The rise of hyper-converged architecture for storage
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Over the past year, I've interviewed numerous users and asked them why they chose hyper-converged products rather than more traditional data center gear. The users I've spoken with are extremely satisfied with their choices.
When Taneja Group coined the term hyper-convergence in 2012, we defined it as a genuine integration of compute, networking, storage and server virtualization delivered using a modular scale-out approach. These products also included advanced data services such as deduplication, compression, WAN optimization, storage virtualization and data protection, each delivered with a virtual machine (VM)-centric approach.
The original hyper-converged infrastructure pioneers included Nutanix, Scale Computing and SimpliVity. They've since been joined by many others, including most major system vendors. VMware distributes EVO:RAIL through multiple system suppliers. Dell offers both an EVO:RAIL and a Nutanix-based product. Hewlett-Packard has an EVO:RAIL offering in addition to its StoreVirtual VSA. DataCore Software, Gridstore and Maxta also have hyper-converged products and reference solutions.
Key highlights of hyper-converged architectures
Cores galore. I won't quote the latest maximum core count in an x86 processor because the number will have changed by the time you read this. A CPU with 12 cores is mainstream and that number is increasing fast. This matters for hyper-converged products because it allows more infrastructure services like software-defined storage to coexist in the same CPU complex as business applications without diminishing the overall quality of service.
Flash-first architectures. Vendors have taken advantage of the cost/performance improvements enabled by flash-based storage technologies by designing flash-first architectures into their software-defined storage technology. This, in turn, allows advanced data services such as deduplication, compression and WAN optimization to be added without significantly compromising performance. Flash acceleration also enables scale-out storage architectures to outperform legacy spinning disk arrays. So, hyper-converged systems can support a wider range of business application workloads in a smaller form-factor.
Hyper-scale compute platforms. Hyper-scale optimized servers are used at Google and Facebook, so why shouldn't they also be used in on-premises data centers? Typically, the server of choice for many hyper-converged infrastructure products is a four-bladed 2U platform with 24 2.5-inch form-factor drive slots. This is an ideal configuration because the basic three nodes considered the typical starting point for most scale-out solutions can be achieved in an extremely dense package. With two CPUs per blade, you can easily support close to 100 cores in a 2U server chassis -- more than enough to support upwards of 50-plus VMs.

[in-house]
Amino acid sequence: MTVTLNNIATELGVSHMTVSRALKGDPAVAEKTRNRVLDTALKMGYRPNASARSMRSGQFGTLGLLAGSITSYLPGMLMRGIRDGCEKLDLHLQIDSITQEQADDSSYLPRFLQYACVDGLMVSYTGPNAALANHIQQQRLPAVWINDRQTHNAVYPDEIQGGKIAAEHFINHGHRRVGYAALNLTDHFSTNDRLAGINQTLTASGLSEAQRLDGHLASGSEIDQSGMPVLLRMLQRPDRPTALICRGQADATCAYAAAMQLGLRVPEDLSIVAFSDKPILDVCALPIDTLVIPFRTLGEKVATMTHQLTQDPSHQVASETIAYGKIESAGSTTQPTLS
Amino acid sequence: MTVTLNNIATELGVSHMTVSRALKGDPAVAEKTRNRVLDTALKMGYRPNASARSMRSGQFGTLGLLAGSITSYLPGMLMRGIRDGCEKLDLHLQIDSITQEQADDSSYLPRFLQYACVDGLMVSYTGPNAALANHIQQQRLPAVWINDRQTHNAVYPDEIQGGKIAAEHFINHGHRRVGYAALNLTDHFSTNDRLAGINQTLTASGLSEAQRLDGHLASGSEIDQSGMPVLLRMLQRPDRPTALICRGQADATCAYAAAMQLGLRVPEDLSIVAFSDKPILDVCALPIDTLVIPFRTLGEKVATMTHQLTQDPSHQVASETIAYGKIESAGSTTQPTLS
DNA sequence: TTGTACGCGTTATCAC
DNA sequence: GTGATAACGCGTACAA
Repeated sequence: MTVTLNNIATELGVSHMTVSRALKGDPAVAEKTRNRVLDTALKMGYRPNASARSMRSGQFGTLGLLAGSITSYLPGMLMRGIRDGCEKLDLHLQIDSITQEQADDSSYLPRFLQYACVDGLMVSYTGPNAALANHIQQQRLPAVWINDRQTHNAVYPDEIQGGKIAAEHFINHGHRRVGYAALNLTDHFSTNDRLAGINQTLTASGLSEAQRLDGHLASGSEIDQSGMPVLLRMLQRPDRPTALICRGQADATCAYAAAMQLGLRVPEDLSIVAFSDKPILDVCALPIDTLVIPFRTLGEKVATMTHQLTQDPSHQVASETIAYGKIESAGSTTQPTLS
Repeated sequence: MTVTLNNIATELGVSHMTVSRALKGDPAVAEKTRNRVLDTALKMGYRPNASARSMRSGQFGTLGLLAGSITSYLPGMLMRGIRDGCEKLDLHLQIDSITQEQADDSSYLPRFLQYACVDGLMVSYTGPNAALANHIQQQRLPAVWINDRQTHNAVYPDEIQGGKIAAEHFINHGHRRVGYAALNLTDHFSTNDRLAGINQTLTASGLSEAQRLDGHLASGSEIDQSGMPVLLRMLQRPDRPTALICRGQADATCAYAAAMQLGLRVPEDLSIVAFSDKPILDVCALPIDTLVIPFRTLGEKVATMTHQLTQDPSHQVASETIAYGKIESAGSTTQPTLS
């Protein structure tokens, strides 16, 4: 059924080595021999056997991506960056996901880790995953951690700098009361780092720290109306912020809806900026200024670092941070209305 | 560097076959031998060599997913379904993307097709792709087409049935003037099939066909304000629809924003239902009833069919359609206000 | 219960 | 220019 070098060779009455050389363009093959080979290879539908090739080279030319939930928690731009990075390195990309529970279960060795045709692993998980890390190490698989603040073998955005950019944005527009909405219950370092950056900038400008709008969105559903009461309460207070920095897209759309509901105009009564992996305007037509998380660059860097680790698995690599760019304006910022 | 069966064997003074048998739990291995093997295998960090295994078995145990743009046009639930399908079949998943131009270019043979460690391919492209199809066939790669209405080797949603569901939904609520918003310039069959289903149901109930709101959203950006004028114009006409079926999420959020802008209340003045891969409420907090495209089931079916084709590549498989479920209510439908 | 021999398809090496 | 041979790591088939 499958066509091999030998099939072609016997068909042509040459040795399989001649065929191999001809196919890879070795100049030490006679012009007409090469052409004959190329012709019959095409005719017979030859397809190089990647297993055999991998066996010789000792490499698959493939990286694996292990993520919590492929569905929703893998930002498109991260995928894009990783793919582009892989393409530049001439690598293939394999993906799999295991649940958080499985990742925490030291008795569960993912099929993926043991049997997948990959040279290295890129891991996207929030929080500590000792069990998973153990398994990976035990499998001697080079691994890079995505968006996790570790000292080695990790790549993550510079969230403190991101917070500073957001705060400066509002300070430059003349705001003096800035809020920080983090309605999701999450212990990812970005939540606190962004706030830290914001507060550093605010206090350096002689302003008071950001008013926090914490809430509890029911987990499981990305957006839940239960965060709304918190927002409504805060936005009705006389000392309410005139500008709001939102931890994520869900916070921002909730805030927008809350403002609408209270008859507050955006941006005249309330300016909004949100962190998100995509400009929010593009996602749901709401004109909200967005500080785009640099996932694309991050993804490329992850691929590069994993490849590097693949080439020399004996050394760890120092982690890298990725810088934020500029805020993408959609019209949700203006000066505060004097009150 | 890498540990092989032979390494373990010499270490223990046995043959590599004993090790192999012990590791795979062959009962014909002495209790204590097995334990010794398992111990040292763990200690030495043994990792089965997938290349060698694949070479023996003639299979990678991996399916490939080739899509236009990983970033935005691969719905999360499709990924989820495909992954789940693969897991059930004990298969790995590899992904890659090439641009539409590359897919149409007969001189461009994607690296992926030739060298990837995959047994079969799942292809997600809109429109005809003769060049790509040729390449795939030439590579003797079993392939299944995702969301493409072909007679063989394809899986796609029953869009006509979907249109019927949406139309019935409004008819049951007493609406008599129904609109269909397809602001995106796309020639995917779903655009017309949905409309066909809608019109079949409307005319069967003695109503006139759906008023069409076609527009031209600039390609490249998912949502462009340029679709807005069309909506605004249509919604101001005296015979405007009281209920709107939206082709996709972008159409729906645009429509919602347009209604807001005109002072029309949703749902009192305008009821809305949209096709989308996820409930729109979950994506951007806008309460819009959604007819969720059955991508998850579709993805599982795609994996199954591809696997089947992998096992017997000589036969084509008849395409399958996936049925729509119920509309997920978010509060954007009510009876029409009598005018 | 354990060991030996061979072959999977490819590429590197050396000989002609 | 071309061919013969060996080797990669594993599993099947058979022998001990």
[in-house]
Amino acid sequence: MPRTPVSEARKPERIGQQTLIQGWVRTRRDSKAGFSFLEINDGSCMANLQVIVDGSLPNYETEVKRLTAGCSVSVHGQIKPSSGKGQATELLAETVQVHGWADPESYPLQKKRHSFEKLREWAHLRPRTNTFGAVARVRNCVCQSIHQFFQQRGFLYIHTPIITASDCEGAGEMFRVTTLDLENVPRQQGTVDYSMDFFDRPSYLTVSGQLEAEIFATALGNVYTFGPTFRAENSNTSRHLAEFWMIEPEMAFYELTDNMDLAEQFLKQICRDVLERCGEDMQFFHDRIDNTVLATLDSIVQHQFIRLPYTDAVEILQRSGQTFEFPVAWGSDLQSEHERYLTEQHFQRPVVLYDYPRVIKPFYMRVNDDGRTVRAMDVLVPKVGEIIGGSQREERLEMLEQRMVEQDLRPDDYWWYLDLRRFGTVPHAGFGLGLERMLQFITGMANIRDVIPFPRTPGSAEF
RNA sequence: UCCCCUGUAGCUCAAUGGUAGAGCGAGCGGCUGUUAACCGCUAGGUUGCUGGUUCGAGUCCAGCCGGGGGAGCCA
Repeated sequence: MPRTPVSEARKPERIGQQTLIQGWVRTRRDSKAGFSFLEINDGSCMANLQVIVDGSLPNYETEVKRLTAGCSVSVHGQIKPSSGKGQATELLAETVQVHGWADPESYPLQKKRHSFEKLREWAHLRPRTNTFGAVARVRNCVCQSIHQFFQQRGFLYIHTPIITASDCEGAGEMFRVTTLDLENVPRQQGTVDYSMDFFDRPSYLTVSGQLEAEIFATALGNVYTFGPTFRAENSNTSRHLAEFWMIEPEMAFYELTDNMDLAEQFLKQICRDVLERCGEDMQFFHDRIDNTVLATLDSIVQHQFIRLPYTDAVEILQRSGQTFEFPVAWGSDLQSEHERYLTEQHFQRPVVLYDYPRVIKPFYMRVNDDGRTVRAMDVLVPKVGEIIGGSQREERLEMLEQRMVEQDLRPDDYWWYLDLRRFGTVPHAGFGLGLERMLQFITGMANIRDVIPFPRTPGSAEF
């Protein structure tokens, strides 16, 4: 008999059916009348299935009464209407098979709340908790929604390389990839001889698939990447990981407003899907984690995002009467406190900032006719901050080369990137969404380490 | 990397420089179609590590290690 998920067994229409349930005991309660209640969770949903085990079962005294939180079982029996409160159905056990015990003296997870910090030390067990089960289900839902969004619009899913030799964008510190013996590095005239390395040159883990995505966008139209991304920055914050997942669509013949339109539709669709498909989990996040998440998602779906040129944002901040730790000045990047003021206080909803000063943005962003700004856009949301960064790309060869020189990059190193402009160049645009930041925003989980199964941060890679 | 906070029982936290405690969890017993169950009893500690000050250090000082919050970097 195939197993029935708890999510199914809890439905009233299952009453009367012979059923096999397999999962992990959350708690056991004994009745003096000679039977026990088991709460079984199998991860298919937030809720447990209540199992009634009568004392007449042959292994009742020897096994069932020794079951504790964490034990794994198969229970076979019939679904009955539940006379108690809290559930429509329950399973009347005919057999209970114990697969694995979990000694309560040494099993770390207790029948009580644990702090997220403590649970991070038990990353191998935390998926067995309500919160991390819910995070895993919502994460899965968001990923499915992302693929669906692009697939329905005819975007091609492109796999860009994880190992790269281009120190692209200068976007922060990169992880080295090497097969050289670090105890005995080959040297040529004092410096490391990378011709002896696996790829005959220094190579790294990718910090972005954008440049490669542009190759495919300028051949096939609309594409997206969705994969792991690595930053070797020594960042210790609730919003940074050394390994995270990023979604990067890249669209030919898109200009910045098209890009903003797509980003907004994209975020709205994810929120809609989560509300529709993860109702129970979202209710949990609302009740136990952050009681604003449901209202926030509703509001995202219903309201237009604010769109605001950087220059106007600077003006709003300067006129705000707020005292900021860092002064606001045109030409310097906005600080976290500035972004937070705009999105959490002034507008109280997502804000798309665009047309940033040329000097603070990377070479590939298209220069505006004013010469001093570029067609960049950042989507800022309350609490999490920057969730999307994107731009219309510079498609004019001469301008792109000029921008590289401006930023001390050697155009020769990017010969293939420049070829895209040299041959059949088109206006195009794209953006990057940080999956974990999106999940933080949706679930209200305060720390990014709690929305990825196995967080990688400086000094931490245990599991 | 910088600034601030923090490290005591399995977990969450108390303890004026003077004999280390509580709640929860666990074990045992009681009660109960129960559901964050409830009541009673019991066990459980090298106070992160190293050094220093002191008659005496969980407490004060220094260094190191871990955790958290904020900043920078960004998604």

Why users are choosing hyper-convergence
In my interviews with users, I found many factors contributed to their decision to go with hyper-converged products.
Simplicity. Some users of hyper-converged products were fed up with the DIY approach to other products and the administrative expertise required. Typically, these users had limited administrative resources. They didn't want to manage storage complexity and desired simple dashboards to show how they were doing with CPU, memory and storage utilization rates. They appreciated that data services were done at the VM level and that problem diagnosis was done in a similar manner. Some opted to avoid advanced virtualization technology completely and chose a simple, completely encapsulated virtualized platform like Scale Computing's HC3.
Value. Hyper-converged users did their homework on TCO. Often, these companies were comparing the option of moving services off-premises to the cloud vs. an on-premises DIY approach, so more staff is the last thing they wanted. When vendor price quotes came in, hyper-converged products easily beat the DIY three-tier options in terms of capital acquisition costs. Considering the cloud option, these users were not yet comfortable with moving their mission-critical applications to the cloud. So a solution that was just as easy as a public cloud deployment but with on-premises control and security was appealing.
Support experience. While support might not be what initially led users to hyper-converged products, it will be what keeps them there for the long haul. The support mantra of "one throat to choke" is a hallmark of convergence. Users were very happy with their support experiences, as they only have to call one company for help.
Availability and scalability. Users appreciated the built-in availability and scalability offered by their hyper-converged products. Most reported zero downtime with systems; with high availability (HA) built in they don't have to design a multi-server, externally shared storage architecture. They also appreciated the simplicity of the designs; they bought just what they needed and could upgrade modularly in small increments. Some larger users have even adopted a node-level field-replaceable strategy where if a node fails they have standby nodes ready for quick replacement. Smaller customers were able to enjoy (for the first time) an entire data center with built-in HA.
Bottom line for hyper-convergence
We will remember 2014 as the year hyper-converged products became mainstream. One point that stood out in my user interviews is that everyone was giving up brand-name servers and external storage and replacing both with hyper-converged products. So it's no wonder many of the major system vendors are jumping on this bandwagon. I can't wait to see what 2015 will bring in hyper-converged innovations.
Abou the author:
Jeff Kato is a senior storage analyst at Taneja Group with a focus on converged and hyper-converged infrastructure and primary storage.